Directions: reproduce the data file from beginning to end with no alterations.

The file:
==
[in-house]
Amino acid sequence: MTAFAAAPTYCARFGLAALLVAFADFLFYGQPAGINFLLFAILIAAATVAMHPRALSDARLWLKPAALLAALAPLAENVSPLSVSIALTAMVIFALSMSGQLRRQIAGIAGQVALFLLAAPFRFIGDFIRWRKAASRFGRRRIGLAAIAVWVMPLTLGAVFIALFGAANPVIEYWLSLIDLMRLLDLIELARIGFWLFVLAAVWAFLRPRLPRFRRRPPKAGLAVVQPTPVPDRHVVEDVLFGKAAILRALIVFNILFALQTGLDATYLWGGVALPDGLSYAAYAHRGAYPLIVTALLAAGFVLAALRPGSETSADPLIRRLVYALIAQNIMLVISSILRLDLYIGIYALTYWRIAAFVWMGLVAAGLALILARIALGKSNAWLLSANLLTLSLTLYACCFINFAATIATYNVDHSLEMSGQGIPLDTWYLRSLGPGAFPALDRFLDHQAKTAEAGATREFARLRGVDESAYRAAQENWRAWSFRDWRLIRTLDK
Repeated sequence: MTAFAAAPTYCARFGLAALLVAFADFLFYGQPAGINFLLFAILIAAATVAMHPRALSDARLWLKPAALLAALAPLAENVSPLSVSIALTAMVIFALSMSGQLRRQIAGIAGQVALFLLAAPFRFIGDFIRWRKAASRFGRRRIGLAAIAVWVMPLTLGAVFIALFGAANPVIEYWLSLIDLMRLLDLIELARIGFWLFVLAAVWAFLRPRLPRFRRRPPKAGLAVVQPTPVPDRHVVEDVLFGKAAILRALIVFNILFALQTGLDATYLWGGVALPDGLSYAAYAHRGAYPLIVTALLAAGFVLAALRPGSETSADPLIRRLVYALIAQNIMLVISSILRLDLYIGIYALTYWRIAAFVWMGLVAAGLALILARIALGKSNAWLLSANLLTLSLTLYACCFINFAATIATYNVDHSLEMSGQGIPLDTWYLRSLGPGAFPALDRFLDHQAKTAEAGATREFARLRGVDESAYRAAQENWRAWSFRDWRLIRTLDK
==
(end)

[in-house]
Amino acid sequence: MTAFAAAPTYCARFGLAALLVAFADFLFYGQPAGINFLLFAILIAAATVAMHPRALSDARLWLKPAALLAALAPLAENVSPLSVSIALTAMVIFALSMSGQLRRQIAGIAGQVALFLLAAPFRFIGDFIRWRKAASRFGRRRIGLAAIAVWVMPLTLGAVFIALFGAANPVIEYWLSLIDLMRLLDLIELARIGFWLFVLAAVWAFLRPRLPRFRRRPPKAGLAVVQPTPVPDRHVVEDVLFGKAAILRALIVFNILFALQTGLDATYLWGGVALPDGLSYAAYAHRGAYPLIVTALLAAGFVLAALRPGSETSADPLIRRLVYALIAQNIMLVISSILRLDLYIGIYALTYWRIAAFVWMGLVAAGLALILARIALGKSNAWLLSANLLTLSLTLYACCFINFAATIATYNVDHSLEMSGQGIPLDTWYLRSLGPGAFPALDRFLDHQAKTAEAGATREFARLRGVDESAYRAAQENWRAWSFRDWRLIRTLDK
Repeated sequence: MTAFAAAPTYCARFGLAALLVAFADFLFYGQPAGINFLLFAILIAAATVAMHPRALSDARLWLKPAALLAALAPLAENVSPLSVSIALTAMVIFALSMSGQLRRQIAGIAGQVALFLLAAPFRFIGDFIRWRKAASRFGRRRIGLAAIAVWVMPLTLGAVFIALFGAANPVIEYWLSLIDLMRLLDLIELARIGFWLFVLAAVWAFLRPRLPRFRRRPPKAGLAVVQPTPVPDRHVVEDVLFGKAAILRALIVFNILFALQTGLDATYLWGGVALPDGLSYAAYAHRGAYPLIVTALLAAGFVLAALRPGSETSADPLIRRLVYALIAQNIMLVISSILRLDLYIGIYALTYWRIAAFVWMGLVAAGLALILARIALGKSNAWLLSANLLTLSLTLYACCFINFAATIATYNVDHSLEMSGQGIPLDTWYLRSLGPGAFPALDRFLDHQAKTAEAGATREFARLRGVDESAYRAAQENWRAWSFRDWRLIRTLDK